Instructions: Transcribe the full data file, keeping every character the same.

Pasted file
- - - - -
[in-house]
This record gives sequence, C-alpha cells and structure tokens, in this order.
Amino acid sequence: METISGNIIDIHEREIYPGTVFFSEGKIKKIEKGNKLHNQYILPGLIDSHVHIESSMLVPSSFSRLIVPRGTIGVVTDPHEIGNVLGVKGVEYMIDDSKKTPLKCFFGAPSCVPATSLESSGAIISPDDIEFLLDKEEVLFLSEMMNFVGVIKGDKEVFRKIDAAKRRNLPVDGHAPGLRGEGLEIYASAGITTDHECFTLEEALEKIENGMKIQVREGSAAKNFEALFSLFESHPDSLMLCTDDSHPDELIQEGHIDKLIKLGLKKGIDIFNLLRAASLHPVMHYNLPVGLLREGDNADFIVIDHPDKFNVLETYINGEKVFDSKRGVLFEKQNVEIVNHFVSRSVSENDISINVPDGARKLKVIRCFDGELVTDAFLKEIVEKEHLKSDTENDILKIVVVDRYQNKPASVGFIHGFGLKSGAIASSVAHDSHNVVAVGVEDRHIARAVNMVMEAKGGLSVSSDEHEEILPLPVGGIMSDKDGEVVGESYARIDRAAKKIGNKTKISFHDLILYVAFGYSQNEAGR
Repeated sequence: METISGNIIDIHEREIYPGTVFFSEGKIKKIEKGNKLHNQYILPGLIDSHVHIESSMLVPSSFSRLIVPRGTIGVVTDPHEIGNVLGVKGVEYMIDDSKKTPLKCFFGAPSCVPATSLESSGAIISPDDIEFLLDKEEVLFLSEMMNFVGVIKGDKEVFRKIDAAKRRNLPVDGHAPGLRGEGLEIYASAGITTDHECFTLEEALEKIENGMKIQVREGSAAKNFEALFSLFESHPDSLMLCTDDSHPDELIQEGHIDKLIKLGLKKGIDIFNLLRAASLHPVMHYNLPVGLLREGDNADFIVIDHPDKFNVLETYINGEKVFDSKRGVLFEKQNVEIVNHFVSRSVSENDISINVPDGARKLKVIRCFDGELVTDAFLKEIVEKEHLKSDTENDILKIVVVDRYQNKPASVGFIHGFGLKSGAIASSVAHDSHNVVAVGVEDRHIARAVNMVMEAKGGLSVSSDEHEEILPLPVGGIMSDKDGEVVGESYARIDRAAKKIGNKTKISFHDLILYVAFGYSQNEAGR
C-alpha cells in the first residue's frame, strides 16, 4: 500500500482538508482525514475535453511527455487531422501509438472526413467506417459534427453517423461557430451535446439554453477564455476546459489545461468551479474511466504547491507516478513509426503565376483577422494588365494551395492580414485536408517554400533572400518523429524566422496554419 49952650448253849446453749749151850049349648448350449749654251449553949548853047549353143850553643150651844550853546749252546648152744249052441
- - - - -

[in-house]
This record gives sequence, C-alpha cells and structure tokens, in this order.
Amino acid sequence: METISGNIIDIHEREIYPGTVFFSEGKIKKIEKGNKLHNQYILPGLIDSHVHIESSMLVPSSFSRLIVPRGTIGVVTDPHEIGNVLGVKGVEYMIDDSKKTPLKCFFGAPSCVPATSLESSGAIISPDDIEFLLDKEEVLFLSEMMNFVGVIKGDKEVFRKIDAAKRRNLPVDGHAPGLRGEGLEIYASAGITTDHECFTLEEALEKIENGMKIQVREGSAAKNFEALFSLFESHPDSLMLCTDDSHPDELIQEGHIDKLIKLGLKKGIDIFNLLRAASLHPVMHYNLPVGLLREGDNADFIVIDHPDKFNVLETYINGEKVFDSKRGVLFEKQNVEIVNHFVSRSVSENDISINVPDGARKLKVIRCFDGELVTDAFLKEIVEKEHLKSDTENDILKIVVVDRYQNKPASVGFIHGFGLKSGAIASSVAHDSHNVVAVGVEDRHIARAVNMVMEAKGGLSVSSDEHEEILPLPVGGIMSDKDGEVVGESYARIDRAAKKIGNKTKISFHDLILYVAFGYSQNEAGR
Repeated sequence: METISGNIIDIHEREIYPGTVFFSEGKIKKIEKGNKLHNQYILPGLIDSHVHIESSMLVPSSFSRLIVPRGTIGVVTDPHEIGNVLGVKGVEYMIDDSKKTPLKCFFGAPSCVPATSLESSGAIISPDDIEFLLDKEEVLFLSEMMNFVGVIKGDKEVFRKIDAAKRRNLPVDGHAPGLRGEGLEIYASAGITTDHECFTLEEALEKIENGMKIQVREGSAAKNFEALFSLFESHPDSLMLCTDDSHPDELIQEGHIDKLIKLGLKKGIDIFNLLRAASLHPVMHYNLPVGLLREGDNADFIVIDHPDKFNVLETYINGEKVFDSKRGVLFEKQNVEIVNHFVSRSVSENDISINVPDGARKLKVIRCFDGELVTDAFLKEIVEKEHLKSDTENDILKIVVVDRYQNKPASVGFIHGFGLKSGAIASSVAHDSHNVVAVGVEDRHIARAVNMVMEAKGGLSVSSDEHEEILPLPVGGIMSDKDGEVVGESYARIDRAAKKIGNKTKISFHDLILYVAFGYSQNEAGR
C-alpha cells in the first residue's frame, strides 16, 4: 500500500482538508482525514475535453511527455487531422501509438472526413467506417459534427453517423461557430451535446439554453477564455476546459489545461468551479474511466504547491507516478513509426503565376483577422494588365494551395492580414485536408517554400533572400518523429524566422496554419 49952650448253849446453749749151850049349648448350449749654251449553949548853047549353143850553643150651844550853546749252546648152744249052441